The 40-hour workweek is done, thanks to technology

Martha C. White
Michael Denora | The Image Bank | Getty Images

The average cubicle farm, it seems, is where the 40-hour workweek went to die. According to a new survey, a staggering number of American professionals have workweeks that exceed 40 hours.

Virtual meetings software company PGi conducted an online survey of its customers that yielded more than 600 responses. Of those, 88 percent said they work more than 40 hours a week. Roughly a third each said they work between 41 and 45 hours, or between 46 and 50 hours.

More from NBC News:
Washington Wildfires Burn Homes, Force Evacuations
No, You Can't Go! Company Tracks Bathroom Breaks
58K Gaza Kids Hit by 'Death, Injury or Loss of Home' in 10 Days

Just over one in five said they work more than 50 hours a week. A main culprit in the lengthening of the workweek is technology that lets people work anywhere.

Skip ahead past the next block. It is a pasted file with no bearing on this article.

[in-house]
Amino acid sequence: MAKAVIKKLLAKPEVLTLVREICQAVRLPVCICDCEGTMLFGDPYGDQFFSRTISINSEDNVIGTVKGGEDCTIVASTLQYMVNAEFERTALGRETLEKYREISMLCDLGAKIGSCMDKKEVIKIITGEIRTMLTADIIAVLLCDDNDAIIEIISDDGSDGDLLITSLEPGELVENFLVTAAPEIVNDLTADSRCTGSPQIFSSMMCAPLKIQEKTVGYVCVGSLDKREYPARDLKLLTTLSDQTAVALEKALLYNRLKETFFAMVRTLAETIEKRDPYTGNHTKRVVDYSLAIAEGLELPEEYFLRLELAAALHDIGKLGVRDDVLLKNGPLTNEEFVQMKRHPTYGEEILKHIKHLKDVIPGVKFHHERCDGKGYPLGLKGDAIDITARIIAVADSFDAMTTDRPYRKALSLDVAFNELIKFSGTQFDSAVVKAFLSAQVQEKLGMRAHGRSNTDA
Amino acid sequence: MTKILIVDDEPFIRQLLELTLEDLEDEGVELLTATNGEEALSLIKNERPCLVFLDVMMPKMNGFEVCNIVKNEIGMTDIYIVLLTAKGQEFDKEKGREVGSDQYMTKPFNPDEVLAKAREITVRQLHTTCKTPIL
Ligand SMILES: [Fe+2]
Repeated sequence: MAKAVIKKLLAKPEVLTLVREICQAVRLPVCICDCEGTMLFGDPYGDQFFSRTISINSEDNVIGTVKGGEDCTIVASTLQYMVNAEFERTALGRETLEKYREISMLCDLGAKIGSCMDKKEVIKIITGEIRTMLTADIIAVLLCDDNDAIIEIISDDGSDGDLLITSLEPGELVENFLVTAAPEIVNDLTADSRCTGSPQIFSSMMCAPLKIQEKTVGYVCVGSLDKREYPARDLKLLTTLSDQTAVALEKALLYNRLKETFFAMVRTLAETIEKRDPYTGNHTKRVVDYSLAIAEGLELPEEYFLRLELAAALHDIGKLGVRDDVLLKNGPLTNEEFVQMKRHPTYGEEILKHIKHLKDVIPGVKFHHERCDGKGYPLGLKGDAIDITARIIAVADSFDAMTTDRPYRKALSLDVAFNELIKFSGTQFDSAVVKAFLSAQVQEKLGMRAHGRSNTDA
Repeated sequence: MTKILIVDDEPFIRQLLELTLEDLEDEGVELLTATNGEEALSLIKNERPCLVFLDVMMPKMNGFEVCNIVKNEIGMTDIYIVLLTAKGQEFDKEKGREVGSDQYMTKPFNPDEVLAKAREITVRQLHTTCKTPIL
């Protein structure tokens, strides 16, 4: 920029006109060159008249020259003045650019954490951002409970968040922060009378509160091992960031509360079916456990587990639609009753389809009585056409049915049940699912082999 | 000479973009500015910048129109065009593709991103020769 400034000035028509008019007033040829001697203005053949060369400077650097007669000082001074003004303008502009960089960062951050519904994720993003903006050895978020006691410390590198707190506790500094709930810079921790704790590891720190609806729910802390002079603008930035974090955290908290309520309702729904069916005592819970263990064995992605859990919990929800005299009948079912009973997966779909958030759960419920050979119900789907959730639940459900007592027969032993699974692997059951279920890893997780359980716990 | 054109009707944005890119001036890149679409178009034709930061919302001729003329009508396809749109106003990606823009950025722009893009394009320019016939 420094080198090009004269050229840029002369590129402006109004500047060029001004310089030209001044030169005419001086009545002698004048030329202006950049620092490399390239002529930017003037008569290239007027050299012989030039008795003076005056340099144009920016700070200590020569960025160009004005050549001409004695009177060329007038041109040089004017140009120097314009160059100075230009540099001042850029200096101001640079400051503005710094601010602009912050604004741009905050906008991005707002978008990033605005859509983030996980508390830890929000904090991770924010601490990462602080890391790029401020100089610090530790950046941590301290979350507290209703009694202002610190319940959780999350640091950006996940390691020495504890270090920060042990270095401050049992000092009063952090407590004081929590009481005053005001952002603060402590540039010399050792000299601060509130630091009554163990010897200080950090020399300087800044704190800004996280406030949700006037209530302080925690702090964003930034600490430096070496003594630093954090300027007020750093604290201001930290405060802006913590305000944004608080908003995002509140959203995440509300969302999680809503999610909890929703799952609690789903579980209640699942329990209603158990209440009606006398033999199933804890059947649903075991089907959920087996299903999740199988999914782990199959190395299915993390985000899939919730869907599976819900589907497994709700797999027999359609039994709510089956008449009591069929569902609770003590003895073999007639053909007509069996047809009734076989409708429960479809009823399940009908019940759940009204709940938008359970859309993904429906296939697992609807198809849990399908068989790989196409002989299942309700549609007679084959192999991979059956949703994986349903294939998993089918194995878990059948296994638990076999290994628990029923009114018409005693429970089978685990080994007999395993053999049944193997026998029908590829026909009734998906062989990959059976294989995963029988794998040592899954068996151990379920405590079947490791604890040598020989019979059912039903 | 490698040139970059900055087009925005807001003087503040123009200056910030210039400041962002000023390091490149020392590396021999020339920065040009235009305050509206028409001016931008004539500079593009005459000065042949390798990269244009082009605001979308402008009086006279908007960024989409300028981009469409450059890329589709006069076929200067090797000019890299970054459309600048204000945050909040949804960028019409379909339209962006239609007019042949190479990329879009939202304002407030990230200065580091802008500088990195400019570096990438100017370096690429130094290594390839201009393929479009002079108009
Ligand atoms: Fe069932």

"I think a lot of it has to do with the "always on" atmosphere that's permeated across our culture," said PGi executive vice president of strategy and communications Sean O'Brien.

Read MoreMillionaires support four-day workweek

PGi found that 71 percent of survey respondents take home work on a weekly basis, with around 25 percent bringing work home four or more days each week. "I think, sometimes, the culture is led from the top," O'Brien said.

— By Martha C. White, NBC News